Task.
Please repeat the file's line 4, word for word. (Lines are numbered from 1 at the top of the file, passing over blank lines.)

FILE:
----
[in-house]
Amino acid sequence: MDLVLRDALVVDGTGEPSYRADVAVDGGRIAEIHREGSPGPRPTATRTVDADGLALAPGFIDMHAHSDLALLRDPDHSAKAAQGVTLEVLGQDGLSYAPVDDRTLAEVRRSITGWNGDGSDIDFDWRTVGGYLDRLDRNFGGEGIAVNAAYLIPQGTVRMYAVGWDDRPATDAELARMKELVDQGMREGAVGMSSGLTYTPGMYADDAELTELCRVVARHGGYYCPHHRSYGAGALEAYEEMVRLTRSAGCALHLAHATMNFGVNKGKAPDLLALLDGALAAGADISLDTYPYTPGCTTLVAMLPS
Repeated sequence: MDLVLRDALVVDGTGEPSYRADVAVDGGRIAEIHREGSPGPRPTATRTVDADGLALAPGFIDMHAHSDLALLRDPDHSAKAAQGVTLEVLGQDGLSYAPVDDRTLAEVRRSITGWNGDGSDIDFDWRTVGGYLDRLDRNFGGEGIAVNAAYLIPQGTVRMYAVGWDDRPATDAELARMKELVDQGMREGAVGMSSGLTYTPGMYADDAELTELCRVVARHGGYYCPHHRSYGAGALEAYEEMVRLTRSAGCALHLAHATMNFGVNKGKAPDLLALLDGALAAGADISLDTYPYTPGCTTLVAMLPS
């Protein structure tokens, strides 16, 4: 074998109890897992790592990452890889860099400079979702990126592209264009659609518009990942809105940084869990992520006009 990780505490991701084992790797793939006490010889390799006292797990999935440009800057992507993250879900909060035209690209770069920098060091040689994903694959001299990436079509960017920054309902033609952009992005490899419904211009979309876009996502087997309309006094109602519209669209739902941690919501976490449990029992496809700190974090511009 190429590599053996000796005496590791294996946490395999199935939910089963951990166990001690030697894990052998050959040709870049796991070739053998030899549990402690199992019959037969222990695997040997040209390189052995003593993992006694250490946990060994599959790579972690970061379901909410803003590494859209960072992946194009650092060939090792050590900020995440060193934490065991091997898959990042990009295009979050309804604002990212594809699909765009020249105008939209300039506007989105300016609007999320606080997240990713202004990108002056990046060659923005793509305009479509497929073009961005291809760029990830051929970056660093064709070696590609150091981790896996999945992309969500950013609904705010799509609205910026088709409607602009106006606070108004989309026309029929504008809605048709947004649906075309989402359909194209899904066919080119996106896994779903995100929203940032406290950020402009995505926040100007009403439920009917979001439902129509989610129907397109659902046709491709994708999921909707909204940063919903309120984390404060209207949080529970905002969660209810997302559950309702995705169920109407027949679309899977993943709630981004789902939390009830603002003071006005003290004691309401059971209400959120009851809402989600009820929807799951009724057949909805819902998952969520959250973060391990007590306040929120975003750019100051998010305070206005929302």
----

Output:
């Protein structure tokens, strides 16, 4: 074998109890897992790592990452890889860099400079979702990126592209264009659609518009990942809105940084869990992520006009 990780505490991701084992790797793939006490010889390799006292797990999935440009800057992507993250879900909060035209690209770069920098060091040689994903694959001299990436079509960017920054309902033609952009992005490899419904211009979309876009996502087997309309006094109602519209669209739902941690919501976490449990029992496809700190974090511009 190429590599053996000796005496590791294996946490395999199935939910089963951990166990001690030697894990052998050959040709870049796991070739053998030899549990402690199992019959037969222990695997040997040209390189052995003593993992006694250490946990060994599959790579972690970061379901909410803003590494859209960072992946194009650092060939090792050590900020995440060193934490065991091997898959990042990009295009979050309804604002990212594809699909765009020249105008939209300039506007989105300016609007999320606080997240990713202004990108002056990046060659923005793509305009479509497929073009961005291809760029990830051929970056660093064709070696590609150091981790896996999945992309969500950013609904705010799509609205910026088709409607602009106006606070108004989309026309029929504008809605048709947004649906075309989402359909194209899904066919080119996106896994779903995100929203940032406290950020402009995505926040100007009403439920009917979001439902129509989610129907397109659902046709491709994708999921909707909204940063919903309120984390404060209207949080529970905002969660209810997302559950309702995705169920109407027949679309899977993943709630981004789902939390009830603002003071006005003290004691309401059971209400959120009851809402989600009820929807799951009724057949909805819902998952969520959250973060391990007590306040929120975003750019100051998010305070206005929302």